To be clear (and maybe a little picky) , DSB's serve the purpose of denitrification or "natural nitrate reduction" as opposed to "nitrate export" which is a term usually associated with the removal of macro-algae from a sump (hence removing the nitrate that the macro-algae absorbed). The aenerobic bacteria that live in the oxygen free zone of a DSB convert nitrate to nitrogen gas and water as part of the nitrogen cycle like LR does. Unfortunately, a byproduct of this process is the formation of hydrogen sulfide which is toxic to fish. One concern that some have is that if the DSB is disturbed there will be a release of this material.

This topic is widely debated in the hobby but I think you will find that in general a DSB is defined as being about 4-6 inches in depth. It is best made up of sugar fine or oolitic aragonite. The smaller the particale size the better since larger particle sizes allows oxygen to penetrate further into the DSB defeating it's purpose. Basically, the denser the better. This does create a problem though in high flow systems that have a higher opportunity for creating a sand storm with the fine substrate. This is why many, and I include myself in this, recommend the DSB be housed remotely in the refugium/sump, or other container outside of the display. I personally always had mine in my refugium.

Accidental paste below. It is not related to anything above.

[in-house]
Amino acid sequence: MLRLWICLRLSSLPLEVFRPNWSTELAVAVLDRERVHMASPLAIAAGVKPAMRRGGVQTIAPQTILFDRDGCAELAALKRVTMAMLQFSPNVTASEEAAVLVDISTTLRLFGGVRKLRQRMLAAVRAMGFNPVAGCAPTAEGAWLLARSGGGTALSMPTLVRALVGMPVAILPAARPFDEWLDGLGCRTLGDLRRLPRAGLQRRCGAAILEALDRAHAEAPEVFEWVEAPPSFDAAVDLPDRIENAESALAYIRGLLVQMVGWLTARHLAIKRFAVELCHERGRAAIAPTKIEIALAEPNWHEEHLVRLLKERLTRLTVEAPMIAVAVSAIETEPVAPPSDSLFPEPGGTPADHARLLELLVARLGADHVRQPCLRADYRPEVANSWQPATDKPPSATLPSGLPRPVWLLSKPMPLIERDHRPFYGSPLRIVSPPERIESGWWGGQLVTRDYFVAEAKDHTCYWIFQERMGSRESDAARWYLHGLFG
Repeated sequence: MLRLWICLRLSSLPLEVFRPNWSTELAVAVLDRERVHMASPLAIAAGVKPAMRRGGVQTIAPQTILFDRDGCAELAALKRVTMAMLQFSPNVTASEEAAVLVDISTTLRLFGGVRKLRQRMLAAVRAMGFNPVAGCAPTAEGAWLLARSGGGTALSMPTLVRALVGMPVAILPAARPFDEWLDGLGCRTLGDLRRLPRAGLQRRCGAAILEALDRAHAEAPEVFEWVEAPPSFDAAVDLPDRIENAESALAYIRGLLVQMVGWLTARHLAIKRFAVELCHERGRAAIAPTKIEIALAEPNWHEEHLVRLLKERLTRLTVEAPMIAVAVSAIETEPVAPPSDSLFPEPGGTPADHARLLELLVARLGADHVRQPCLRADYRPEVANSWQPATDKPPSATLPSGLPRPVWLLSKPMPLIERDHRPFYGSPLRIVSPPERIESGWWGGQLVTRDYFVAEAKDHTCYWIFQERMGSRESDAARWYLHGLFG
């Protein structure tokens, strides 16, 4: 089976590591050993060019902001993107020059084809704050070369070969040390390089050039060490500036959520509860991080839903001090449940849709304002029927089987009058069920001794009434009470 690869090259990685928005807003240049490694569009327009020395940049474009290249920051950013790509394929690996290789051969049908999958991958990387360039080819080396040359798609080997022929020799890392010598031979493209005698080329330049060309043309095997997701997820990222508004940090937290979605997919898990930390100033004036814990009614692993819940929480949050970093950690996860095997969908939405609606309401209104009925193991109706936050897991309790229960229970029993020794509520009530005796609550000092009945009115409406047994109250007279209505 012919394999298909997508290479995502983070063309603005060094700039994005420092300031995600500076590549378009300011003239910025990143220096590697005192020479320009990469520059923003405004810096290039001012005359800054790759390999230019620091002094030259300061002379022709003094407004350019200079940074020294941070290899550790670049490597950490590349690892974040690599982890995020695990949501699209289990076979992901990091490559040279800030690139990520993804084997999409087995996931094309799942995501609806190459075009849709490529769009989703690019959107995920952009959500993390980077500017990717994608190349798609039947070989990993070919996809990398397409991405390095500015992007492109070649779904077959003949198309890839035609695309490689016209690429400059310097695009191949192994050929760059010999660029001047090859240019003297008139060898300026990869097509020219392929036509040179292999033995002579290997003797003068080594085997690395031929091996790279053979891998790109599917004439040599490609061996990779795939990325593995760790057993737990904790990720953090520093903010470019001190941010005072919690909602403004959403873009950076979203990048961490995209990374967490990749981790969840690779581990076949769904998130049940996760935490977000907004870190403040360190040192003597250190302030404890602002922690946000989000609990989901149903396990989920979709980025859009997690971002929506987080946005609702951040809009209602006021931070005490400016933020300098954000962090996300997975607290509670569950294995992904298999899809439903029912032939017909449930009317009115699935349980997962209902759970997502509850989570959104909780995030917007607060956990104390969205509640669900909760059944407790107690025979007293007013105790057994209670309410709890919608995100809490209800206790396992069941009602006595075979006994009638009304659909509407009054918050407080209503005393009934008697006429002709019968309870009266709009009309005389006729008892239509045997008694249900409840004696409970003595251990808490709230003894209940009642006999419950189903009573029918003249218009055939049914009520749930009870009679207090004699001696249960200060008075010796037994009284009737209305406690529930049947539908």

I do agree with others that you generally want to avoid crushed coral for reasons that you can read about but that include the crud capturing ability of CC. I prefer
1mm-2mm aragonite and I think you'll find that pretty common.

The other reason to have a DSB in the display is to house critters like jawfish that need that depth.

If I were to make a recommendation(and this is what I did in my 180g) I'd say use about 1" of 1mm-2mm aragonite in the display and employ a decent size refugium with a DSB of sugarfine sand greater than 4" for both denitrification and micro-fauna support.
 

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To be clear (and maybe a little picky) , DSB's serve the purpose of denitrification or "natural nitrate reduction" as opposed to "nitrate export" which is a term usually associated with the removal of macro-algae...
Hmm, I stand corrected:rolleyes:

Snyd09, I highly recommend caribsea fiji pink. Small grain size but big enough that it doesn't cause dust storms.